How To: Ask Hamish- Avoiding ‘orange peel’ effect
Avoiding ‘orange peel’ effect
You’ve applied a fresh coat of resin and hardener mix, and the coat seems to have fish-eyed into a series of tiny craters. What has caused this, and how do you prevent it from happening again?
“The piece of wood in the photo is typical of what can happen when it hasn’t been properly prepared for epoxy coating,” Hamish says. “This is a piece of mahogany and the customer explained that it had been originally coated with polyurethane varnish. This was removed using paint stripper and the piece was thoroughly abraded back to bare wood. Then a coat of WEST SYSTEM 105 with 207 special coatings hardener was applied. (The 207 hardener is used when a piece of wood is to be varnished, as it brings out the full luster of the grain). This orange peel effect was noticed shortly afterwards, so what has happened?
The surface has some kind of contamination. This is because abrading back to bare wood is only part of the preparation process. Despite fresh timber being exposed, it could still contain traces of contaminants from the original coating. Teak is also a naturally oily wood, whilst oak – another popular DIY timber – contains sap-based chemicals on the surface that can affect a proper cure unless wiped away.
The best way to eliminate contamination is to ensure all previous coatings have been completely removed. This can be done with chemical stripping, as seen here, or abrasion. Once the wood is completely bare again then it will need a wash to remove the stripping chemicals from the surface.
When it comes to degreasing, WEST SYSTEM 850 Cleaning Solvent is perfect for wiping the surface to remove contamination.
With the wood completely dry, prepare the surface for epoxy coating by abrading again. The grit used should be 80-grit, as this gives an excellent key to the first couple of coats. Any abrasion marks are quickly filled and disappear.
Brush off the dust and then degrease the timber again with a solvent. You can use acetone, but avoid any spirit-based solvents. Formulas like household White Spirit are packed with oils that will compromise the coating.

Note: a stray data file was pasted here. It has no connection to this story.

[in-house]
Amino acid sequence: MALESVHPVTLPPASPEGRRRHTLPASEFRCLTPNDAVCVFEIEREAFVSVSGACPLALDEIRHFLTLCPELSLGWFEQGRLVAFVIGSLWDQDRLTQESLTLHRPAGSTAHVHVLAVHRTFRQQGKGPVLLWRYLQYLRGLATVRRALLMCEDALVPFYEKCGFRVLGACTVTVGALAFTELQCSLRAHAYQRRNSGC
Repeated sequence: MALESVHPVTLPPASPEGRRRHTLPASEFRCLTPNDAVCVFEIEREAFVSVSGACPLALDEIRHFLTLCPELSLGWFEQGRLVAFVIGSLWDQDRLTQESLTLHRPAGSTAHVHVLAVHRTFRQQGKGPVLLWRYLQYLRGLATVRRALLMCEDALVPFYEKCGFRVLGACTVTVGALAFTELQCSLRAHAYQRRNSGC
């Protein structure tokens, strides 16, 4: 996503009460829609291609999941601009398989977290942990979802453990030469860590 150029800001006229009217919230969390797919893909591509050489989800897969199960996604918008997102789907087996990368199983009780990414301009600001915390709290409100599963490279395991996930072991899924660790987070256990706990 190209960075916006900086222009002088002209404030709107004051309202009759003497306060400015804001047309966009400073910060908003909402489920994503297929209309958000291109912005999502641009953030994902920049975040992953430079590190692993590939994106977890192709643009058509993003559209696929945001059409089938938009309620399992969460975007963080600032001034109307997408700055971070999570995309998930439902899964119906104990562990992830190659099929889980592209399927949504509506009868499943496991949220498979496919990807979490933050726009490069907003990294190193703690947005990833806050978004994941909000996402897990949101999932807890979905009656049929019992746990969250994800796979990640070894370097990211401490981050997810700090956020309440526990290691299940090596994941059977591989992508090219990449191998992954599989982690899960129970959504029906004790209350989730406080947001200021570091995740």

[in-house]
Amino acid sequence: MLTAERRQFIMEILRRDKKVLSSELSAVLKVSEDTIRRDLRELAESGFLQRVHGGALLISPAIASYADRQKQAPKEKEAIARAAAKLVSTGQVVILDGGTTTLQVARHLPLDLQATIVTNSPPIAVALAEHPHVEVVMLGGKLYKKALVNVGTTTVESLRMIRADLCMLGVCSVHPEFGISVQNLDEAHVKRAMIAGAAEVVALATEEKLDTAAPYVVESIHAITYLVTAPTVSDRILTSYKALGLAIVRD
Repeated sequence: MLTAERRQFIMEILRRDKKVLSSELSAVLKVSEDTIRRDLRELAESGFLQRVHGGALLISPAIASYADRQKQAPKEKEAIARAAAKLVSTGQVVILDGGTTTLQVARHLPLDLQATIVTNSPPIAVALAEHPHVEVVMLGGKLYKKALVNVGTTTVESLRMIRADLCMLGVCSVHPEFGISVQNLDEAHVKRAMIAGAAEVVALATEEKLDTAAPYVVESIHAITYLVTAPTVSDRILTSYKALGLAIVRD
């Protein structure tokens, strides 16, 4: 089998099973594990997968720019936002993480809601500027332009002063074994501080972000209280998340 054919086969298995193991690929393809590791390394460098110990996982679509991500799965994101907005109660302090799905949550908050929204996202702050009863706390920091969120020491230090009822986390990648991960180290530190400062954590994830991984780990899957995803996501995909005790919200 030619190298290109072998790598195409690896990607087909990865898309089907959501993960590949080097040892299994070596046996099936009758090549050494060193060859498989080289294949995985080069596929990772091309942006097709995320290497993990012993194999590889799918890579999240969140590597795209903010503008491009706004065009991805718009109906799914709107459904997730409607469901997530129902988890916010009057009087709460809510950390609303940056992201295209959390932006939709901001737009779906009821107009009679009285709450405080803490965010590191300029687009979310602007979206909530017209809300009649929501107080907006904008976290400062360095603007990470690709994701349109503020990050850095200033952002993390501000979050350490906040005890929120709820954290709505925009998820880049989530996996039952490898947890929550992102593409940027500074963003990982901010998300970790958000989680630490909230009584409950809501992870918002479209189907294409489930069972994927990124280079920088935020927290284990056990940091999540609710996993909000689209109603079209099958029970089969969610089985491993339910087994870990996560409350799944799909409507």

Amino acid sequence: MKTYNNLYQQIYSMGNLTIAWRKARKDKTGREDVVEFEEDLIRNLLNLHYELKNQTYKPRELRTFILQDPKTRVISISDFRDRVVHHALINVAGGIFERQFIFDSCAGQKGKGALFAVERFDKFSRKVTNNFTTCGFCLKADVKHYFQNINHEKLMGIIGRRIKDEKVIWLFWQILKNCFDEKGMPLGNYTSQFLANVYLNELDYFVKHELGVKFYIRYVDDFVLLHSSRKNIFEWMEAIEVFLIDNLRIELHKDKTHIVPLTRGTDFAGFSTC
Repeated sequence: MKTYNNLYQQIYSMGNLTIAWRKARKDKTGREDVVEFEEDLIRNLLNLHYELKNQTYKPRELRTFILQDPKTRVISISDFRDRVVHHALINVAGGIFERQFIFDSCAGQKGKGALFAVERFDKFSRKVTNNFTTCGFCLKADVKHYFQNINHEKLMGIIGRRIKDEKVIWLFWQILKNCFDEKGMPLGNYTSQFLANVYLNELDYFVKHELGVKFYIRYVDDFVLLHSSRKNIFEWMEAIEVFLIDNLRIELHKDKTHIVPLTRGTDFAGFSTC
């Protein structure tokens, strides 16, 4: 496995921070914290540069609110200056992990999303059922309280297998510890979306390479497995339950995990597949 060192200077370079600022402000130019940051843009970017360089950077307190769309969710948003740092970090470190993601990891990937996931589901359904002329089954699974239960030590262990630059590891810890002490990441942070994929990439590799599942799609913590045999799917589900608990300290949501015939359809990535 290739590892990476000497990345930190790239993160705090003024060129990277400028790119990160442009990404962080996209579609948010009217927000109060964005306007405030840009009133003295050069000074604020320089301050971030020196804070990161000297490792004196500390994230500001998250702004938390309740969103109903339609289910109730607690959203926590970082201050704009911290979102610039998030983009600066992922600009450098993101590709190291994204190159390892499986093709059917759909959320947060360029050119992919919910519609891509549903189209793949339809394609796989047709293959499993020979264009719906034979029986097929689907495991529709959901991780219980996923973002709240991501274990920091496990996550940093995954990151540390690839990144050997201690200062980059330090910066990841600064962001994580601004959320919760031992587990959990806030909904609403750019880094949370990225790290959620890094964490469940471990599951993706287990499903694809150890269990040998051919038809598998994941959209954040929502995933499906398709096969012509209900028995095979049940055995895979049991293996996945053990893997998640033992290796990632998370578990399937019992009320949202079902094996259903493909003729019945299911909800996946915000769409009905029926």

WEST SYSTEM has its own formulation of cleaner, the 850 Cleaning Solvent mentioned above. This has been designed for the best decontamination before overcoating, and consists of Acetone supplemented with other solvents to reduce the flash-off time so cleaning can be done at a more leisurely pace.
TOP TIP: This applies to any kind of chemically assisted cleaning – don’t place the used part of the cleaning cloth over the mouth of the solvent container to decant each dose of cleaner. We’ve all done it, but after a few wipes, dirt and oils on the cloth are washed back into the container to contaminate your solvent. Best practice is to decant a little into a jar and use that instead, ensuring a clean section of cloth is used for each pass. Alternatively, use a fresh paper towel for each pass.
Don’t overlook your brushes and rollers. A common mistake in DIY workshops is to leave these items lying around, perhaps in a jar on the workbench, or in an open pack. Any airborne contaminates from aerosol polishes, WD40, or even airborne cooking oils from a nearby extractor fan, can settle on your rollers and later – often much later – affect the coating. Keep your brushes and rollers sealed up until you are ready to use them.
The same applies to mixing pots. These are often left stacked upright. Turn them upside down so no dust or airborne contaminants can settle inside. Also, don’t trust a pot that has been ‘cleaned’ unless you know the solvent is safe. This is very true of recycled food containers that may have been washed out with detergent or contaminated kitchen cloths. Always use a brand new mixing pot, or one that is scrupulously clean.
It’s also a good idea to wear gloves during the preparation process. Although very rare, some hand creams, soaps and even sweat can cause localised problems if absorbed into the virgin timber.
And if you do get orange peel – don’t despair. Let if cure, and then simply abrade it off and start again, this time taking care not to re-contaminate. The end result is worth the effort!